City leaders say Birmingham is in a strong position to weather a tough funding environment thanks to huge infrastructure spending.
Regeneration in the UK has been hit by a series of blows, with property funds, including Aviva, Standard Life and M&G, suspending trading after the country voted for Brexit.
Waheed Nazir, acting strategic director for economy at Birmingham City Council, admitted it was a major issue for the city to overcome, with these firms committed to hundreds of millions of pounds of spending.
However, alongside council leader John Clancy, Mr Nazir pledged "any support necessary" to ensure international property funds could confidently invest in the city.
He believes Birmingham has a strong advantage over other UK regions, on the back of billions of pounds committed to HS2, major work on the Midland Metro and population growth.
"All our strengths we had before the referendum are still as strong as before Brexit," he said.
"HS2 is happening - there are billions of pounds committed to it - and there is going to be infrastructure investment, like the Midland Metro, and the population growth isn't going to go away. We will continue to work with the private sector."
M&G's fund is the largest in the country, at £4.4 billion, while Standard Life's is £2.9 billion and Aviva's is £1.9 billion.
The funds, among others, were suspended for an initial 28 days.
Mr Nazir said that, while he accepted property funds suspending UK activity was a blow, he had also been fielding calls from international investors attracted by the low value of the pound.
The suspensions came amid widespread falls in property-related shares since the referendum result, with housing firms Berkeley Group, Barratt Developments and Persimmon among those to be hit hard.
It comes at a key time for Birmingham's regeneration, with vital schemes like the Curzon Street Masterplan, around the HS2 station, and Smithfield, at the Wholesale Markets site, set to change the face of the city centre forever.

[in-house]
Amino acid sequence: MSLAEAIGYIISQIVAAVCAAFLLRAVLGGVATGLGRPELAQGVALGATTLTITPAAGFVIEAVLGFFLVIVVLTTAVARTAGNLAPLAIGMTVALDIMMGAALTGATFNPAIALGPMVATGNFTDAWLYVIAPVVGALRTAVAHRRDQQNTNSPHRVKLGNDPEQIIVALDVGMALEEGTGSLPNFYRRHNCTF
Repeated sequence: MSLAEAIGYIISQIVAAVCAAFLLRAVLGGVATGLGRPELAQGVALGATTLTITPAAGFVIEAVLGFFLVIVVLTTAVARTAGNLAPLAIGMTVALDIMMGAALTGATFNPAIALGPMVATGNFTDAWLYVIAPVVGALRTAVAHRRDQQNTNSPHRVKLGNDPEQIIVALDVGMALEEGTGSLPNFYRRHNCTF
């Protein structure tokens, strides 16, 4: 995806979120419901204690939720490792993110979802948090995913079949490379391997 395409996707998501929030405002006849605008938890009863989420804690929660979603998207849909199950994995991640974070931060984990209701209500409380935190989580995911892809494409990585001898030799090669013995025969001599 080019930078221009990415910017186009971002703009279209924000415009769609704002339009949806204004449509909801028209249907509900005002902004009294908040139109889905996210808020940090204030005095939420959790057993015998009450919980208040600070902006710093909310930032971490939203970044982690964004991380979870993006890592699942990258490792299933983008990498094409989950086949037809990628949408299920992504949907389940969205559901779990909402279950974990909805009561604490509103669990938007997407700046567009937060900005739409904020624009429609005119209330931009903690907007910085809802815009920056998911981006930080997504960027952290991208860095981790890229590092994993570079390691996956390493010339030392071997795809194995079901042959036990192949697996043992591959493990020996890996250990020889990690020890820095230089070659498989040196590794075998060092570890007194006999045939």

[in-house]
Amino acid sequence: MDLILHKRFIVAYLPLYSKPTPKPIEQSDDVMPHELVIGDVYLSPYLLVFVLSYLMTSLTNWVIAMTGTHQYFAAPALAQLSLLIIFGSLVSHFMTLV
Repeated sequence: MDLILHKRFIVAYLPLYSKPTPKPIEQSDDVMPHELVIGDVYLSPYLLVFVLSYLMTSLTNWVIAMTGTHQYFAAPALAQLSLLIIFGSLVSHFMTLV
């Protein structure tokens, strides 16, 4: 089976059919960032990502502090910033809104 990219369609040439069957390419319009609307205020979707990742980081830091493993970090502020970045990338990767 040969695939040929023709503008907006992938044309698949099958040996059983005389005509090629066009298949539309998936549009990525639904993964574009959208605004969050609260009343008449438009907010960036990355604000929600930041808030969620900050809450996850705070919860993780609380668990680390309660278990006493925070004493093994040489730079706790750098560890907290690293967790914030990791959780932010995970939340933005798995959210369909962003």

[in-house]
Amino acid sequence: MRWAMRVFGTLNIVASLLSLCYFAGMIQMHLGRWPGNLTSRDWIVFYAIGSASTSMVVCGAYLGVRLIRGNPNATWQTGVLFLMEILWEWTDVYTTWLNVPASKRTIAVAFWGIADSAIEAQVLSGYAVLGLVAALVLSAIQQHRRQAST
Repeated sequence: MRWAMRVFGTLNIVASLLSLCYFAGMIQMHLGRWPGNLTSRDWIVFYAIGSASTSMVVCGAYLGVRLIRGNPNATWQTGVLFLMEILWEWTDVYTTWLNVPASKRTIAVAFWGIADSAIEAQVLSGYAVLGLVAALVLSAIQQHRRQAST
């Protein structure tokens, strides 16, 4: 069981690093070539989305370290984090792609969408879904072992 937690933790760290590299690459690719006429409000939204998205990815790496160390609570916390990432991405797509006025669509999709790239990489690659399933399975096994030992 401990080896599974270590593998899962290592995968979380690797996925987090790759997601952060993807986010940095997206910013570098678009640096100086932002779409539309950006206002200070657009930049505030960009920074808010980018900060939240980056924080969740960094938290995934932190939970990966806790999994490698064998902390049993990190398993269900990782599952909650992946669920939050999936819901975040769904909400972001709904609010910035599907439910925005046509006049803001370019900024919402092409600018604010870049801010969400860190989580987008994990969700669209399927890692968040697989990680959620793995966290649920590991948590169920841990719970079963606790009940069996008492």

Councillor Clancy said uniting the public and private sector in the city was key to responding to the Brexit challenge.
He said: "Working in partnership with our business leaders, I'll continue to fly the flag for Birmingham and I have no doubt that our city will continue to attract investment from across the world.
"Post-Brexit our cities will be more important than ever because we drive local economies and in turn underpin the national economy.
"So Birmingham will not be standing still and major projects like the Smithfield Masterplan, the Paradise transformation and the Advanced Manufacturing Hub mean we will continue to attract major investors.
"We're establishing a Brexit working group to ensure that Birmingham continues to thrive as an international city.
"That group will include representatives of the city's business community to ensure that together we continue creating jobs and opportunities for people across Birmingham."
The £50 billion-plus commitment to HS2, which underwrites much of Birmingham's city centre regeneration, remains key to the city, while its record of raising hundreds of millions of pounds through its enterprise zone remains attractive to investors.
Mr Nazir added: "HS2 is still going to happen by 2026. We are still investing heavily around Curzon Street. All of these things are as strong as before.
"The city remains a strong place for foreign investment."